The Shenzhou-13 mission represents the 5th and final mission of the “Critical Technology Verification” Phase, the objective of which is to validate the performance of the Tianhe-1 core module from all aspects: life support systems, GNC, refueling, docking, power systems, communications, etc. We may be witnessing the routinisation of manned missions to the CSS, and the beginning of a sustained presence onboard the station. Whereas 5 years separated the Shenzhou-11 from the Shenzhou-12 missions, only a few weeks separate the latter from the current mission. International actors may also be flying to the station in the coming years!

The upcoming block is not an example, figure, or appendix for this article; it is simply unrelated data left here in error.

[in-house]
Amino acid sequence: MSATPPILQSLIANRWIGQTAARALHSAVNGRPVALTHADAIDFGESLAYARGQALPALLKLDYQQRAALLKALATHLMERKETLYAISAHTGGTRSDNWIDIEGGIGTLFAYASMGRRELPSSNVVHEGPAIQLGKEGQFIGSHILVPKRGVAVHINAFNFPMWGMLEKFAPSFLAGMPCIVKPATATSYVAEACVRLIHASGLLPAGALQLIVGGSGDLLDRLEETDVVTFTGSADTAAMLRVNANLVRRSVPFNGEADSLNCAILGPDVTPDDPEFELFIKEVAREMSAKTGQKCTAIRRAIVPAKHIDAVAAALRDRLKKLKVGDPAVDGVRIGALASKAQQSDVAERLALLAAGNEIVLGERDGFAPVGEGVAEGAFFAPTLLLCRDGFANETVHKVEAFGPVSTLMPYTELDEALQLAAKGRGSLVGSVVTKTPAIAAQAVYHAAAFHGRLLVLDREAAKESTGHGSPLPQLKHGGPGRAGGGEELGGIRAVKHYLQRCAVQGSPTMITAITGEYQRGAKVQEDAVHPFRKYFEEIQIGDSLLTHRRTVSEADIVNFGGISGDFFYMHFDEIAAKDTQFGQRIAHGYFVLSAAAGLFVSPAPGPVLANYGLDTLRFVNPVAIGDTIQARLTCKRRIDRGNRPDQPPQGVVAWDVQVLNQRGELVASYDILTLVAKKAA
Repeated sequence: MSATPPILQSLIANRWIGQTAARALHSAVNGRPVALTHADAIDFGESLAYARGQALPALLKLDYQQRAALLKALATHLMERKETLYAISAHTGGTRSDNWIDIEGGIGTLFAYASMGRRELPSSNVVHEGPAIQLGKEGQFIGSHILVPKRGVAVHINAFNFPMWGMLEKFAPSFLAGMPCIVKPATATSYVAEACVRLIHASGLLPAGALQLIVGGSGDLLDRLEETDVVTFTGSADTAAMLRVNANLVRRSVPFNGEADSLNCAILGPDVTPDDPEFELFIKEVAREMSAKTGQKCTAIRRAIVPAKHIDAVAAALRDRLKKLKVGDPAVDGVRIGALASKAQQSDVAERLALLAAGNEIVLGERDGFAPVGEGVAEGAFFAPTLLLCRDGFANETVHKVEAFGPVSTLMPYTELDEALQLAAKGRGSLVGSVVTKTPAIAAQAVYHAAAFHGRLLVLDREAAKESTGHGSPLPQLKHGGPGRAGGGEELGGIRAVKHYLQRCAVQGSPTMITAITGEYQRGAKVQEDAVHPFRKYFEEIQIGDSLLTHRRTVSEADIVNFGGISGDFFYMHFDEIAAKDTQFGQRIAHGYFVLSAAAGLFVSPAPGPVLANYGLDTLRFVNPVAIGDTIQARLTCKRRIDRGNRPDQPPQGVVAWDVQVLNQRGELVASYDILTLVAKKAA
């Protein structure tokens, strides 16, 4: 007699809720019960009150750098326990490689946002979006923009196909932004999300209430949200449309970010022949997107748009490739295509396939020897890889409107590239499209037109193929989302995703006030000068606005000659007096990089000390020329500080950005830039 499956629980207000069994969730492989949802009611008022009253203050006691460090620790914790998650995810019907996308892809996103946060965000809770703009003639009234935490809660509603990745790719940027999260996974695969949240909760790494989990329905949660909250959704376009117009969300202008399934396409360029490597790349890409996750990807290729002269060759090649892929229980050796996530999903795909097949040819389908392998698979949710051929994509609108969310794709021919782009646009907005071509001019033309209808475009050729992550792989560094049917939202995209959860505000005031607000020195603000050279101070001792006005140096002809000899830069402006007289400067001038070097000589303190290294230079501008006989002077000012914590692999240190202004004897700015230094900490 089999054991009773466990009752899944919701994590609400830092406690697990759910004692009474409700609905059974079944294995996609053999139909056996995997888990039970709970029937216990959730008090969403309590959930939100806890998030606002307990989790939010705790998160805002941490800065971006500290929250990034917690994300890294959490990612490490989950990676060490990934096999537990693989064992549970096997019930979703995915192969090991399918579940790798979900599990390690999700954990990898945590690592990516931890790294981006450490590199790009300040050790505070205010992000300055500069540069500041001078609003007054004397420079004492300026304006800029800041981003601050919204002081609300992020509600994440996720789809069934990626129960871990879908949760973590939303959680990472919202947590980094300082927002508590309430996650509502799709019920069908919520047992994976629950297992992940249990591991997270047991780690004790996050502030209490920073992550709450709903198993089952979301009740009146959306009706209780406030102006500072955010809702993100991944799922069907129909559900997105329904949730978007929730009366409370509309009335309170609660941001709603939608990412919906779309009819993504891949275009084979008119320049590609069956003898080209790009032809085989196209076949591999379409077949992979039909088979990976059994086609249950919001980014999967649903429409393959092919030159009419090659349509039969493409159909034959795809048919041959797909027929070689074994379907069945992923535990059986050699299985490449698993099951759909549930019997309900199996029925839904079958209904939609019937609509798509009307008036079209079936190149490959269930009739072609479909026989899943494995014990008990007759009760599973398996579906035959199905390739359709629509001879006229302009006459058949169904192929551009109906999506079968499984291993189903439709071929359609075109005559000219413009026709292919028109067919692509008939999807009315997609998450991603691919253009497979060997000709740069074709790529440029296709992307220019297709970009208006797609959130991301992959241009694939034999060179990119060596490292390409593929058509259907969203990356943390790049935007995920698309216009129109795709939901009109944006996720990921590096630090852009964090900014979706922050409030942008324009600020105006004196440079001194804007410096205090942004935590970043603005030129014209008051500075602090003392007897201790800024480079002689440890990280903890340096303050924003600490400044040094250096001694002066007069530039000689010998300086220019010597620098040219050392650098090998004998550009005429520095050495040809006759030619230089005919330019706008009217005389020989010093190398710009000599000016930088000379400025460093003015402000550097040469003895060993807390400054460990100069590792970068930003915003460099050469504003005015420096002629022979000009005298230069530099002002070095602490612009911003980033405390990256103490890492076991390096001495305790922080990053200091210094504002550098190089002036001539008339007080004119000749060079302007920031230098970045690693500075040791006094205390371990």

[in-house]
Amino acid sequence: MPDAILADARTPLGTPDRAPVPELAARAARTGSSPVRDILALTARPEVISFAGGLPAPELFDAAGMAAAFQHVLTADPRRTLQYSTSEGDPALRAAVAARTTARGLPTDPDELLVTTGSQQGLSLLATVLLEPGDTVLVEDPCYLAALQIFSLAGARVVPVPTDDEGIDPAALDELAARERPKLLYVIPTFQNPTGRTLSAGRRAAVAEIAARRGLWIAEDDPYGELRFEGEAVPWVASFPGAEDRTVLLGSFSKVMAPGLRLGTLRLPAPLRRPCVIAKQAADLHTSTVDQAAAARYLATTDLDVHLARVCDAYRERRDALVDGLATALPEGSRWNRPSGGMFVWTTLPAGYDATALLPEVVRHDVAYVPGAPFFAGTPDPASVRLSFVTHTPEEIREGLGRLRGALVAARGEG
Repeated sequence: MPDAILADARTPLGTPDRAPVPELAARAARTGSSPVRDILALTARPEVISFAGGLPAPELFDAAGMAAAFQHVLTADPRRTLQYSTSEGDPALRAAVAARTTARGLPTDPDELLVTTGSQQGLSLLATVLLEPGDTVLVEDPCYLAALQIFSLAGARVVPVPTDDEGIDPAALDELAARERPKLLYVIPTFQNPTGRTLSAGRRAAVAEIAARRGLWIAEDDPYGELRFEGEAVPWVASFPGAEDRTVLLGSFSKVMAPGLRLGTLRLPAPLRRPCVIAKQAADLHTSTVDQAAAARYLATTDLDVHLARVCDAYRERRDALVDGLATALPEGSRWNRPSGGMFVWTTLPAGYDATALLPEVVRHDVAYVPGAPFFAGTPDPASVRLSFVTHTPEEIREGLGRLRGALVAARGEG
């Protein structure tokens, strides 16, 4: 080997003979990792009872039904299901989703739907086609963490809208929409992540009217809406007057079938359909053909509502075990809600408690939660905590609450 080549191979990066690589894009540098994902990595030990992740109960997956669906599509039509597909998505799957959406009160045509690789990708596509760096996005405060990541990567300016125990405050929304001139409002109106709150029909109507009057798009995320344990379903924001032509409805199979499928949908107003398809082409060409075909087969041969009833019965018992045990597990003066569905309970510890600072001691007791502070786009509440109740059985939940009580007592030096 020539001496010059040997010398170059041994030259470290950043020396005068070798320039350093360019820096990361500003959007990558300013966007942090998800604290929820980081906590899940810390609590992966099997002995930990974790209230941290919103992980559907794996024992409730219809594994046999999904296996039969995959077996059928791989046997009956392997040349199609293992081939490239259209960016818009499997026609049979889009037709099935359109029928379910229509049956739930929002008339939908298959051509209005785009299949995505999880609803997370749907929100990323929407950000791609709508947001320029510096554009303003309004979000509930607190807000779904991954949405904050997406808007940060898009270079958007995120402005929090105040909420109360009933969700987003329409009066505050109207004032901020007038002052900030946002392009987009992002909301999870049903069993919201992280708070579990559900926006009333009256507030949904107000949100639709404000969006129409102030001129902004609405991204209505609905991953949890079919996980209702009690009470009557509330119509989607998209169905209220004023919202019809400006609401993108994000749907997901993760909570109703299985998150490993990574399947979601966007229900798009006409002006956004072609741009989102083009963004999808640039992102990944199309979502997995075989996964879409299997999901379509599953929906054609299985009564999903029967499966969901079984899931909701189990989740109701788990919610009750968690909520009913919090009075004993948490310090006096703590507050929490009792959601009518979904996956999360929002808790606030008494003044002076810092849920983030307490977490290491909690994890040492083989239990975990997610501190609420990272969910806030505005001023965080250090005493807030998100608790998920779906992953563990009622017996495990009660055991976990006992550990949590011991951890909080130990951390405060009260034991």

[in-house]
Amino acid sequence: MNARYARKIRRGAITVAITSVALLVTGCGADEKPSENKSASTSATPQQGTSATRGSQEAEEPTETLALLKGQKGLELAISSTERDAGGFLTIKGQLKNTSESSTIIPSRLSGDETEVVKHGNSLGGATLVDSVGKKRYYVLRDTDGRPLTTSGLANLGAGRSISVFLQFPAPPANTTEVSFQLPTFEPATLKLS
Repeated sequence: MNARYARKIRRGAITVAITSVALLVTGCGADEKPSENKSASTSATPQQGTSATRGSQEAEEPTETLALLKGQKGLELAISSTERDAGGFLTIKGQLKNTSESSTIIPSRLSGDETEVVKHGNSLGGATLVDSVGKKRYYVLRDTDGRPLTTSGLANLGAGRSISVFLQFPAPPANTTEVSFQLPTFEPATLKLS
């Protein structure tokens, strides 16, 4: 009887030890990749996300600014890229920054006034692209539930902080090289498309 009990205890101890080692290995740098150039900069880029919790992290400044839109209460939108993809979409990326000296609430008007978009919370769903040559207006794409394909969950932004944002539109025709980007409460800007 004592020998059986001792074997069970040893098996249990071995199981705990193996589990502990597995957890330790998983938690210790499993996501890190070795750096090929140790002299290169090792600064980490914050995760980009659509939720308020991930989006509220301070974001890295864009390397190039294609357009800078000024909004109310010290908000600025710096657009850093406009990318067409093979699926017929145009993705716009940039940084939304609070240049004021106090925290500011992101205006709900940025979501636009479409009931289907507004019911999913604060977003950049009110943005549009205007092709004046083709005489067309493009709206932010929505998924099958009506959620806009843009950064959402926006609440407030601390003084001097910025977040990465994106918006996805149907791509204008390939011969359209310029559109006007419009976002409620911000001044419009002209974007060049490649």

Ye Guangfu, Zhai Zhigang and Wang Yaping
Ye Guangfu, Zhai Zhigang and Wang Yaping
The Week in Launch
This week was an intense one in the launch sector, with 4 noteworthy updates. On October 17, the report of a nuclear-capable hypersonic missile test performed by China in August surprised many, including US intelligence. Two months ago, China launched a rocket carrying a hypersonic glide vehicle, armed with a nuclear warhead, that flew through LEO before “cruising down towards its target.” Although the missile missed the target by ~1200 miles, the test shows significant progress by China on the development of hypersonic weapons. Because the trajectory of hypersonic missiles is harder to predict compared to that of ballistic missiles, such weapons could potentially defy US anti-missile and early warning systems. Both China, the US and Russia are currently developing hypersonic weapons.